Clearly the main event of this year has been The Arrival; Thomas was born on 4th February, as I write he is systematically throwing all his books on the floor whilst muttering to himself, it is 6am. I haven’t written much about Thomas but he fills my real life, looking after a small child is very much like conducting an experiment at a central facility.

I’ve managed to keep reading although at a somewhat reduced rate. I read about geodesy in “The Great Arc” and “Measure of the Earth”, both tales of considerable derring-do conducted in the jungles of India and Ecuador respectively. I read about scientific instruments, in Stargazers, “Decoding the Heavens”, "A computer called Leo" and "The History of Clocks & Watches". The subjects of the last two of these are obvious, the first is on telescopes and the second on the Antikythera mechanism, an astoundingly complex mechanical model of the heavens. I read about Alan Turing, Christiaan Huygens and Benjamin Franklin.

If I was forced to pick a favourite book I think I would go for Arthur Koestler’s "The Sleepwalkers" which traces the development of cosmology from the ancient Greeks to Isaac Newton with its focus on the journey from Copernicus, still obsessed with celestial circles, to Kepler who started to sound like a modern physicist. Keplers’ attempts to identify elliptic orbits takes on a pantomime air at some points… “They’re right in front of you!”. Or perhaps my favourite should be Stargazers since after reading this I bought a telescope – more of which below.

Slightly more miscellaneously I read Tim Harford’s "Adapt" about trial and error as an approach to public policy and management, "The Geek Manifesto" on science and politics and "The Etymologicon" – a casual journey through where words come from. Finally, I also read "Visualize This", capturing the essence of my data twiddling and cluing me into tidying up my plots using Inkscape (or Adobe Illustrator if you have the cash).

Another new thing this year was a telescope, rather than appear some sort of dedicated follower of fashion, rushing out to buy one in the wake of a celebrity astronomonothon, I delayed until May. This turned out to be a bad idea: it doesn’t get properly dark until two hours after sunset and starts to get light two hours before dawn difficult at the best of times, impossible when combined with childcare responsibilities. Consequently I got little star viewing action for quite some time, except for the Sun. My telescope review post (including video) was my most read post of the year. It has been magical though, my first view of Saturn with its rings had me hopping up and down like a small child! More recently I got Jupiter and the four moons discovered by Galileo. I’m still trying for a deep sky object, I don’t count my pictures of the whole Milky Way taken through a normal camera lens.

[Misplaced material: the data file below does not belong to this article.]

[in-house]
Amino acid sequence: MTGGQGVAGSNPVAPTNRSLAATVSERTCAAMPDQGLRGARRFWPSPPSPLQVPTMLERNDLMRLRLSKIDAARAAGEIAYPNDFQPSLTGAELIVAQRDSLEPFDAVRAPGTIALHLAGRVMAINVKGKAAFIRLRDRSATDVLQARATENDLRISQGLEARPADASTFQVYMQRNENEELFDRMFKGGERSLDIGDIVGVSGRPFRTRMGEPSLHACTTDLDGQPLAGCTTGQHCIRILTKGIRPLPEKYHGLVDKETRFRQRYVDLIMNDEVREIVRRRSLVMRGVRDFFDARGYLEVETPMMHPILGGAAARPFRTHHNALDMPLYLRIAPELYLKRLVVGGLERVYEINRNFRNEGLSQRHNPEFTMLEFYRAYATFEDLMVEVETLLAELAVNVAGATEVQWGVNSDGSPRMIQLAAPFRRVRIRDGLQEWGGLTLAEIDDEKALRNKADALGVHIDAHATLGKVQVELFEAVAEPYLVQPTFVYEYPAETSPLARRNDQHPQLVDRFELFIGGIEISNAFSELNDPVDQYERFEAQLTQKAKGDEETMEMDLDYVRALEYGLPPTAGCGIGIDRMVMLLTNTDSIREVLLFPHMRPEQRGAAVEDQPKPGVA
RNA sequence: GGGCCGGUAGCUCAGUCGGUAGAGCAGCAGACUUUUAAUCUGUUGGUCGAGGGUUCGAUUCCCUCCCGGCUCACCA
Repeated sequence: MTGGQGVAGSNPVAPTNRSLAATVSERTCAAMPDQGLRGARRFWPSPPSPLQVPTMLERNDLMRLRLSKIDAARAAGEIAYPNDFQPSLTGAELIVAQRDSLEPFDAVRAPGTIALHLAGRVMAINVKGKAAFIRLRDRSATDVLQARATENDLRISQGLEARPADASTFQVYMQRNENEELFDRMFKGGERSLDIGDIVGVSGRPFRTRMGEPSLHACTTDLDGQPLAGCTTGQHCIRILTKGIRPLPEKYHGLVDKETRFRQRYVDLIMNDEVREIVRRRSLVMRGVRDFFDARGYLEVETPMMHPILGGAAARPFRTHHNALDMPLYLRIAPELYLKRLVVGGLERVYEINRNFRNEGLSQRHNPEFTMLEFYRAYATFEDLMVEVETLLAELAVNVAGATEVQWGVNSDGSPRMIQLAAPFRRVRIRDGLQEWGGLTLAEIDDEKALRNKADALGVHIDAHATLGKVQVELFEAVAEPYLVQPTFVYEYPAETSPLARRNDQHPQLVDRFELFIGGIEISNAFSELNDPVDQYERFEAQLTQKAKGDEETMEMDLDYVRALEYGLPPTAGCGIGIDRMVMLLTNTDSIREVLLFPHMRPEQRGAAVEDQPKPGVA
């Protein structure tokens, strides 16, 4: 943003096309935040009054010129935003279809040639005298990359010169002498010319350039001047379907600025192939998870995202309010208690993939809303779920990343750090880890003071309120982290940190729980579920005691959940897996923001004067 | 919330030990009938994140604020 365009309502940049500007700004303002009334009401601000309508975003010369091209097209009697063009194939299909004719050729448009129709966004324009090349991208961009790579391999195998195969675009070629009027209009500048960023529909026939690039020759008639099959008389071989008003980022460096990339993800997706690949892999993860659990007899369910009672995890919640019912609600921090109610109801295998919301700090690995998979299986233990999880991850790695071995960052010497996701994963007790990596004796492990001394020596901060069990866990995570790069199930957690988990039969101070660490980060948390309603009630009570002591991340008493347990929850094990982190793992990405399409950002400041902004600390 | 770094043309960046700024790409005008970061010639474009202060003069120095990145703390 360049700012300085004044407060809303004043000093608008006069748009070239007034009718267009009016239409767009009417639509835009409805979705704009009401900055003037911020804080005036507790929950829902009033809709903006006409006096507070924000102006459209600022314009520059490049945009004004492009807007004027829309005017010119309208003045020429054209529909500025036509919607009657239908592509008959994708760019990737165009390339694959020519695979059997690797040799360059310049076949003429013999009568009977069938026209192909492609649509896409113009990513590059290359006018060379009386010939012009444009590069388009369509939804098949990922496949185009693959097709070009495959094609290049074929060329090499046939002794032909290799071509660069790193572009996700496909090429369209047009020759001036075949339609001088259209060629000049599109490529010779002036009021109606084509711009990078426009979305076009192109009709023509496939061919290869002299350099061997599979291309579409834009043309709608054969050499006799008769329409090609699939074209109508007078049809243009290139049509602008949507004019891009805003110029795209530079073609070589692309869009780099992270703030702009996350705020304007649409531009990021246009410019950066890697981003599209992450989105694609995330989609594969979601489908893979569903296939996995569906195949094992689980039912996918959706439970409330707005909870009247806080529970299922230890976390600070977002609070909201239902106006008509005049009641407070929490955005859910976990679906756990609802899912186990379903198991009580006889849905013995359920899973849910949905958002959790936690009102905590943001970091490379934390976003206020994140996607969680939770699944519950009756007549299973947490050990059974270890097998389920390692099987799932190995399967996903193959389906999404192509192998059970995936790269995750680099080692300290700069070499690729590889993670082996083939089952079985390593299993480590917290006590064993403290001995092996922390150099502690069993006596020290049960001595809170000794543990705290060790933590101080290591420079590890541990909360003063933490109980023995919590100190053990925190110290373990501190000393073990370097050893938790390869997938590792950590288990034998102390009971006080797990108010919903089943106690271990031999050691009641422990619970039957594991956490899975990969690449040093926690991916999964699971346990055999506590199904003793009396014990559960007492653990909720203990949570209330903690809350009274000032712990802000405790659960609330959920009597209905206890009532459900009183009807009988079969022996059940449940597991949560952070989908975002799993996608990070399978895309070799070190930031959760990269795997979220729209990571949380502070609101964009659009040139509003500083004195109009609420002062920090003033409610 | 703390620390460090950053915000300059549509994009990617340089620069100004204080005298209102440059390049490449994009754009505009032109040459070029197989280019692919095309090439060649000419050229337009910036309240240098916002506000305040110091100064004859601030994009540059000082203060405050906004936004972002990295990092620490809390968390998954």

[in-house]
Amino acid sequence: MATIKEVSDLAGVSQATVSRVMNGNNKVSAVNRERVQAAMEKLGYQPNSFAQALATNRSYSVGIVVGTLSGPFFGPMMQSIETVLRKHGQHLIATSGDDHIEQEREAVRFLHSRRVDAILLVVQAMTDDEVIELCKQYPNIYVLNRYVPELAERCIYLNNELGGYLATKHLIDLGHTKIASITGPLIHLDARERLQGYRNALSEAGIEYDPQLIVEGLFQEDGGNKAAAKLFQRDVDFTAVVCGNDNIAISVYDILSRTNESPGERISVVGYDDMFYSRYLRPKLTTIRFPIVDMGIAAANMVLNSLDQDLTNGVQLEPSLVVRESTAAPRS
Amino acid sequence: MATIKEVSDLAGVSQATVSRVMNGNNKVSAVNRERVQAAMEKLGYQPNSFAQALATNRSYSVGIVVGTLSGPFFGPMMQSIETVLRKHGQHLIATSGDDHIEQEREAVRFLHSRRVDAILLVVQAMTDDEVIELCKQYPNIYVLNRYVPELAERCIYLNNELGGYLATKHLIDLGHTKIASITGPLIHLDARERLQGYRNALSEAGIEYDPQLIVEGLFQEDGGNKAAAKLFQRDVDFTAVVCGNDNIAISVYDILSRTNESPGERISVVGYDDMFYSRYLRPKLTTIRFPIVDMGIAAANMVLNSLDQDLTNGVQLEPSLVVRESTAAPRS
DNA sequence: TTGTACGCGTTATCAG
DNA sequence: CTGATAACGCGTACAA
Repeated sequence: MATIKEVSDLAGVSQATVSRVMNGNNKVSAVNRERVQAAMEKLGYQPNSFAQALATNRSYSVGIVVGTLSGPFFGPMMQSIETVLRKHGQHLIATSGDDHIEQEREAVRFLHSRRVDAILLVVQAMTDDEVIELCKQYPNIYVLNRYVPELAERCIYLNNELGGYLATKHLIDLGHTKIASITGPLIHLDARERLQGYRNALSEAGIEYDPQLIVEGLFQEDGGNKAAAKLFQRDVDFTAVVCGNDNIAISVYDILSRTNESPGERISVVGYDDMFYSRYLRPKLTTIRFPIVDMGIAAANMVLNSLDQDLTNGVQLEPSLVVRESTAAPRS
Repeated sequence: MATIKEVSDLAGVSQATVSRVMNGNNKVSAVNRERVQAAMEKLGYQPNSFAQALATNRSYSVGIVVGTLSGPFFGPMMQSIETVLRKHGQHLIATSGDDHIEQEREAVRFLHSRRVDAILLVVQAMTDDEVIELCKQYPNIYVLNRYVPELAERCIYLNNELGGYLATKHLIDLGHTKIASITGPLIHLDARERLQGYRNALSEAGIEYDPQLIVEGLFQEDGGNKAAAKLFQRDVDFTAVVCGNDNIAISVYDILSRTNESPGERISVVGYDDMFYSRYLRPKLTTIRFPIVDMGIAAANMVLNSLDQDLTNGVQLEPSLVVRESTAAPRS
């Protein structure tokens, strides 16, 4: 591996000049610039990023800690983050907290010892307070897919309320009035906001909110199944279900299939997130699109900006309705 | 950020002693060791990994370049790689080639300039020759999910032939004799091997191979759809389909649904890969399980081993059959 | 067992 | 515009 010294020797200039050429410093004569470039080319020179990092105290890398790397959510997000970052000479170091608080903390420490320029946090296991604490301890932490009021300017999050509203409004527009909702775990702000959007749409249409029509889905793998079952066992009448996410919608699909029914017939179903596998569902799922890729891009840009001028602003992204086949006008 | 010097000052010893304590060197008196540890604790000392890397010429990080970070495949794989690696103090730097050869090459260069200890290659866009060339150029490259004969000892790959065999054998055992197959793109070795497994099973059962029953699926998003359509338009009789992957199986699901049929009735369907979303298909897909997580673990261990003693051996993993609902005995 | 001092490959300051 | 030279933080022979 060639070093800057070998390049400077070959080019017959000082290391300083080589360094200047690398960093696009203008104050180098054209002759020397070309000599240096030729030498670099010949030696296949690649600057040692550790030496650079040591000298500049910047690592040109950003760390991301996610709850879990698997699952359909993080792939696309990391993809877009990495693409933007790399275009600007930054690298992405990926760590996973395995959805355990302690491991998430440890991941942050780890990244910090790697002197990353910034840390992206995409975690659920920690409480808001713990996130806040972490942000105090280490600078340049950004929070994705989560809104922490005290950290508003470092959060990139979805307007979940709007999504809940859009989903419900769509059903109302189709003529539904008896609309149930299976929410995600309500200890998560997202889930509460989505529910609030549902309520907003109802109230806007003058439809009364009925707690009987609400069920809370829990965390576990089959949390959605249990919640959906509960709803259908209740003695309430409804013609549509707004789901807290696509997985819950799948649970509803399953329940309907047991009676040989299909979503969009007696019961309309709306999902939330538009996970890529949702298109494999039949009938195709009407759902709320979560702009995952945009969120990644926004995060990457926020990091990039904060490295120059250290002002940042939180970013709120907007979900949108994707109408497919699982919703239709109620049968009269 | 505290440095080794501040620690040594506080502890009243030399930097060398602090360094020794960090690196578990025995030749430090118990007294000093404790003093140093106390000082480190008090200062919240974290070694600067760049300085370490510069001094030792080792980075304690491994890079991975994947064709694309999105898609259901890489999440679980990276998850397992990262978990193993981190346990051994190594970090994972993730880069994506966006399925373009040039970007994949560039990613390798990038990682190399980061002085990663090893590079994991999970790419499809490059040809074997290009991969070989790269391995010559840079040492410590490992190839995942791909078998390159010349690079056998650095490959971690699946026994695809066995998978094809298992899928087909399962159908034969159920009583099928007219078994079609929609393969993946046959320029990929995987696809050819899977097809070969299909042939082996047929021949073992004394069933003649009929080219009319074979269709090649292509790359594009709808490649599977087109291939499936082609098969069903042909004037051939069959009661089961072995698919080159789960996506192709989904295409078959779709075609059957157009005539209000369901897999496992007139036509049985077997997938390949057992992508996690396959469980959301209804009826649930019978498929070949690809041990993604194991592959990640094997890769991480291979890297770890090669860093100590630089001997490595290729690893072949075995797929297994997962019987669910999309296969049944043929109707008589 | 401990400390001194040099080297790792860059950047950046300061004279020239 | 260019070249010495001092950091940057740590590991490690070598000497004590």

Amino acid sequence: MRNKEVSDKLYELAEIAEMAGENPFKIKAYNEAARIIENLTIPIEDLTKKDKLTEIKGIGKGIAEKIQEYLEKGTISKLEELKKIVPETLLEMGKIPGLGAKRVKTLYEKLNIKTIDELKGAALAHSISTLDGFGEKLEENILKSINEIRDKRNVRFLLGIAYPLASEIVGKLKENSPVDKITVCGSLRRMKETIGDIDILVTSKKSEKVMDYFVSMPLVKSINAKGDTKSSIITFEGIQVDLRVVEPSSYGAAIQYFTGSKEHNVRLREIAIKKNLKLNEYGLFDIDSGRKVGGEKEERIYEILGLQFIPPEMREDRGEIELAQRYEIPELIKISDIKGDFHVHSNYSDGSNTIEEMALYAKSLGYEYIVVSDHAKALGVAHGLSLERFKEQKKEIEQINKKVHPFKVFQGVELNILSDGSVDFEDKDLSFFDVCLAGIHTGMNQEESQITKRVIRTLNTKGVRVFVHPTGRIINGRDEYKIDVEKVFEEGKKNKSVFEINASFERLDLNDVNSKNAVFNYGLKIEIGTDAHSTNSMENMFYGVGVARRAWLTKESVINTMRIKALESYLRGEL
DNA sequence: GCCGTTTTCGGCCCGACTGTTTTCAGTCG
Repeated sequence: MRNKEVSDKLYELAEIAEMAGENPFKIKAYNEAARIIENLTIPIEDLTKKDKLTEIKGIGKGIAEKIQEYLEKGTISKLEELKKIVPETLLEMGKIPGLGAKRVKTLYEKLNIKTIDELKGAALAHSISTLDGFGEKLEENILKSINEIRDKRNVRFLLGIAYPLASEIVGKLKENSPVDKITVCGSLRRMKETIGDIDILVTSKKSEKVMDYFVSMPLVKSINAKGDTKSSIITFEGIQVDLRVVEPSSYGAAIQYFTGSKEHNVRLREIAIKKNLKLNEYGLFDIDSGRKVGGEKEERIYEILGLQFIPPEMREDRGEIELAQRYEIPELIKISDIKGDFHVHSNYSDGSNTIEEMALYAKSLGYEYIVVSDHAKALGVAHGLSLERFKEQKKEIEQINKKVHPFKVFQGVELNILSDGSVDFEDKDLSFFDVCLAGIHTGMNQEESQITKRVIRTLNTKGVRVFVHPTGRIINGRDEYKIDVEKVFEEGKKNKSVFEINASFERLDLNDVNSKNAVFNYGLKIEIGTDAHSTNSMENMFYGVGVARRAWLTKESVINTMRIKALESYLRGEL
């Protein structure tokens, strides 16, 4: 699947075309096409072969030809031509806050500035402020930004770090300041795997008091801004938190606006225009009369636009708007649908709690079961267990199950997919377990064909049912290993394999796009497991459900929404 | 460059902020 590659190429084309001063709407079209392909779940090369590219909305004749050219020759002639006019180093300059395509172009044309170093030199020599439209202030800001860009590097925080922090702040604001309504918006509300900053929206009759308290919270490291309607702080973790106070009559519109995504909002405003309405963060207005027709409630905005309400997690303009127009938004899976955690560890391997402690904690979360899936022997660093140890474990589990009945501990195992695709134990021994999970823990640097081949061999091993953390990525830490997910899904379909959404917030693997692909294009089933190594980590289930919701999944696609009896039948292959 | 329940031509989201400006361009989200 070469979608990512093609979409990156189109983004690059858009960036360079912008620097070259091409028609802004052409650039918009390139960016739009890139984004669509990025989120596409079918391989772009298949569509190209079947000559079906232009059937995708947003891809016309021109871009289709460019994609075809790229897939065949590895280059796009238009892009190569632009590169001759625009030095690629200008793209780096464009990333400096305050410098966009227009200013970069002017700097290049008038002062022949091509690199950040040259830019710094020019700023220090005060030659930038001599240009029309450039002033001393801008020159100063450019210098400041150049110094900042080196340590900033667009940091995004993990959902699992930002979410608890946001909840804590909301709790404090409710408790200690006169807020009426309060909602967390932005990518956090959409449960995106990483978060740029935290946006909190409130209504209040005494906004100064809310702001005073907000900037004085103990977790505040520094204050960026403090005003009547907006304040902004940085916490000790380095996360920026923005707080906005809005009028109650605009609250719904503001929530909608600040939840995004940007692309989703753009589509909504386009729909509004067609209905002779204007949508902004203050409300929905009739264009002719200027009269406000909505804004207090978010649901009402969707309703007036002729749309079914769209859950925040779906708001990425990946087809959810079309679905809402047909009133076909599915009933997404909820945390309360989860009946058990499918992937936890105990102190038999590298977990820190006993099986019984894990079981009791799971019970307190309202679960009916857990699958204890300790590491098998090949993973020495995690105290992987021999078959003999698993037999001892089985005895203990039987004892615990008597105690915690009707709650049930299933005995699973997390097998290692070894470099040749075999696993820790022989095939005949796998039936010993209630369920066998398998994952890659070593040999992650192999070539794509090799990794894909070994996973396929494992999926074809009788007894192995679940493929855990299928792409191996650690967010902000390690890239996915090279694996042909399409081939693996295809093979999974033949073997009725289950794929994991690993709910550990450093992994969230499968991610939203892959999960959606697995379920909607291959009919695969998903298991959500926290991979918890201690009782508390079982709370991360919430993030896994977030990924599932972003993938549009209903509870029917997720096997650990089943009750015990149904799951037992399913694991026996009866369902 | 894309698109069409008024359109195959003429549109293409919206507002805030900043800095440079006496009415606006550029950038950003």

Not much else in the way of photography this year, obviously I have an enormous collection of photos of Thomas but I won’t bore you with them but I’ll say to expecting parents who are also keen photographers that a 50mm f/1.4 lens is ideal for photographing small children since you are often indoors operating in relatively low light. I also took some pictures of Chester Cathedral, Beeston Castle and in the area of Harlech, where we took our first holiday with Thomas.

I did a little bit of fiddling with data this year, plotting the spending of the Board of Longitude, finding that they did a great deal to support John Harrison through his life, and looking at how quarterly GDP growth figures are revised – basically they’re all over the place!

I also pottered around a little with science policy and politics. “I am Dr Faustus” was an oft-read post, in which I disagreed with Ananyo Bhattacharya’s assertion that basic research in the UK had been corrupted by the idea of showing some application. “GCSE results through the ages” also got a lot of hits, it showed the changes in grades for GCSE and A levels over the years. 

And as the year came to an end I handed in my notice to go to a new job – starting in March. I used some of my blog posts in support of my application!

May 07 2012

Celestron NexStar 5Se – a 125mm reflecting telescope

CelestronNexStar5SEThis is a brief overview of my shiny new purchase: a Celestron NexStar 5SE telescope. As an experiment I have also embedded a video review (here), I should also point out that so far cloud cover has meant the only celestial object I have observed is the sun (using the appropriate safety measures).

I bought my ‘scope from Sherwood’s, who I am happy to recommend for their good prices, and quick and efficient service. My purchase list was as follows:

  • Celestron NexStar 5SE (with mains adaptor)
  • SLA AstroPower station 12v 7Ah battery pack
  • Piggyback mount for my Canon 400D SLR